Joseph Schumpeter came up with the term “Creative Destruction” to developed on Marx’ idea of specific capitalist self-contradictory development into an understanding that the constant creation of contradictions between old, new, and newer economic forms and processes is the precondition of capitalism’s existence: it requires “the perennial gale of Creative Destruction.” Even though Schumpeter defined this concept in 1940ies, in a totally different historical context, the general idea is now tested in the situation when the corporate sector intervenes into the public and social spheres at unprecedented levels that can lead to the new order with new capitalism denying public freedoms, rule of law, and social autonomy.
The case of President Trump’s social networks’ ban is in a nutshell a corporate ban on communication between legitimate head of government and citizenry, which represents a symptom of the current capitalist crisis.
This corporate owned “social networks” ban on the head of government — even if one accepts the explanation that this ban was driven by the will for the defense of public order — shows that private organization can interfere into the core of public politics, into the communication of government and citizenry.
I disagree with those who call it an act of censorship. Censorship is a policy of the government to control political competition by public tools through public institutions. The Social networks’ ban on President is also a form of non-freedom, but another one. It is not censorship. And censorship in any possible way is an acceptable tool to defend the public good. Censorship is the exclusive tool of unfreedom and public bad, and there is no justification for its use in any other way.
In the “social networks” ban on the head of government case, the private sector enters into the exclusive public sphere’s space of action. If this interference is driven by private gain then it is just another form of corruption. If it is indeed driven by an extended understanding of “corporate citizenship,” then we witness an attempt at a new feature of the becoming order.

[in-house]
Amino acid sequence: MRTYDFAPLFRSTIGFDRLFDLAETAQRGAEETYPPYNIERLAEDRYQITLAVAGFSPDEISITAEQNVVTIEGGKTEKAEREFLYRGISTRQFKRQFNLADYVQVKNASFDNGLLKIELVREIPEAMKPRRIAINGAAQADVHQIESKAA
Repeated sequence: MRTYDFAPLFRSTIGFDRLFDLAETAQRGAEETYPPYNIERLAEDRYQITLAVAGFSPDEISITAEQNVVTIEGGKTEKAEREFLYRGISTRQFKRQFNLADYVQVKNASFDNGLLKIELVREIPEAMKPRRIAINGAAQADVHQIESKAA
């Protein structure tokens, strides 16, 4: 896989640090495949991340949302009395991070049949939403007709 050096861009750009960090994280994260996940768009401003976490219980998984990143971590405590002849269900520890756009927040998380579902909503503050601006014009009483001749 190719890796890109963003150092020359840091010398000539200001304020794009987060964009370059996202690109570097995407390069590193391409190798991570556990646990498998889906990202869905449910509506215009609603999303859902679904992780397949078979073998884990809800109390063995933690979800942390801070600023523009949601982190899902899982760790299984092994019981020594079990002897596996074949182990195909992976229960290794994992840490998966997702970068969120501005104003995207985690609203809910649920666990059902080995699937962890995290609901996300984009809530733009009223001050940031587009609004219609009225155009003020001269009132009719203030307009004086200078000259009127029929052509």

The “corporate citizenship” from an element of a good economy and a good society turns into a source of risk for a good politics and a good society. “Corporate citizenship” that used to be a factor of legitimate participants in private-public partnership is turned into a highly questionable issue because of the process that recently took over the world. Today a considerable part of communication — of private, social, or political actors — is done through the so-called “social networks,” but which are private communication channels where rules are rules of the private sphere: they regard service provider and individual user of these services. So far, attempts of governments to put the private owners of “social networks” were not successful. This corporate sector grew into a huge center of power that avoids public limitations, but hugely influences the public processes outcome, also in terms of power distribution. Basically, none of the branches of power can remain immune from the corporate influence.
To rebalance the system and grant that civic freedoms and political communication remain free, ownership of “social networks” and new media must be put into “rule of law”-driven legal context, where neither private owners, nor citizens, nor legitimate public institutions are not deprived of any their rights.
Such legislation — in international and national forms — should also deal with other political and criminal aspects of life in “social networks,” where bullying, cancel culture acts, misinformation is persecuted in accord with the public law and through the accountable legal process.
Free expression and assembly must remain intact — intact by governments, by corporations, and by toxic groups of bullies.
В оформлении использована картина Никласа Янссона “Touched by His Noodly Appendage” (2005; источник).